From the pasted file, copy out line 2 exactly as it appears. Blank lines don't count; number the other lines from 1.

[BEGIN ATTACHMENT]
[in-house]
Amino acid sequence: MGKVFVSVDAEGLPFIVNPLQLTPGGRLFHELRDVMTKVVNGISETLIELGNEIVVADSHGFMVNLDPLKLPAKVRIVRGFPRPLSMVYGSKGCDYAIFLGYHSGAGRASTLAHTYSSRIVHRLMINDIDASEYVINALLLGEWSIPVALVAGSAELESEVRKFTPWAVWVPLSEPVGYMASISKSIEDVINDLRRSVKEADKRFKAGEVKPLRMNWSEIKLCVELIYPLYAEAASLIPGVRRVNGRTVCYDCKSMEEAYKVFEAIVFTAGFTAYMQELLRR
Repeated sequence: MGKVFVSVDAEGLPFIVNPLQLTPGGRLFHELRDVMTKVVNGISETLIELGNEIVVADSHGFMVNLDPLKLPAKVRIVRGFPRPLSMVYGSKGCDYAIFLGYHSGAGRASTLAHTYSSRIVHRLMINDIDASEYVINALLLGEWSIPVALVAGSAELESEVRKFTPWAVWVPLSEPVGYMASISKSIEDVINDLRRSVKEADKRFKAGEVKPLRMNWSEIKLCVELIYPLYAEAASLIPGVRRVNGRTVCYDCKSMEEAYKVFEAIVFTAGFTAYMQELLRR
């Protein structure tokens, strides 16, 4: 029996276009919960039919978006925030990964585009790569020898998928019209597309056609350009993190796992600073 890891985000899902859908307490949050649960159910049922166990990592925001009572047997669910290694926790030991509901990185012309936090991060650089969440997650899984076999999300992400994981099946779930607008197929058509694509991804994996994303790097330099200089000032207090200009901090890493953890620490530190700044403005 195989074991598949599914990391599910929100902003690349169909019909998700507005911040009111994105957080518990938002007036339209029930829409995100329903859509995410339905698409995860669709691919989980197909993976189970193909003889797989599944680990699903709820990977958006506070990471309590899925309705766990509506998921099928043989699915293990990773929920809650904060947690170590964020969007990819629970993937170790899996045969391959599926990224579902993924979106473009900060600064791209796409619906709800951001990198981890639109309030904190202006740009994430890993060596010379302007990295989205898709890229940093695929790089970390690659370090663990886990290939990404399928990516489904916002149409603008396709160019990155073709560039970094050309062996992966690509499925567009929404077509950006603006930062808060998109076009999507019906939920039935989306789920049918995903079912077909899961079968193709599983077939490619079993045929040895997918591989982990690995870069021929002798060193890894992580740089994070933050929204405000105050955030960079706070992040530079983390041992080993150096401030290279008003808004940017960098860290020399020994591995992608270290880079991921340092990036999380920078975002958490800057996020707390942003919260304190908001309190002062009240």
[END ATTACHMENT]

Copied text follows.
Amino acid sequence: MGKVFVSVDAEGLPFIVNPLQLTPGGRLFHELRDVMTKVVNGISETLIELGNEIVVADSHGFMVNLDPLKLPAKVRIVRGFPRPLSMVYGSKGCDYAIFLGYHSGAGRASTLAHTYSSRIVHRLMINDIDASEYVINALLLGEWSIPVALVAGSAELESEVRKFTPWAVWVPLSEPVGYMASISKSIEDVINDLRRSVKEADKRFKAGEVKPLRMNWSEIKLCVELIYPLYAEAASLIPGVRRVNGRTVCYDCKSMEEAYKVFEAIVFTAGFTAYMQELLRR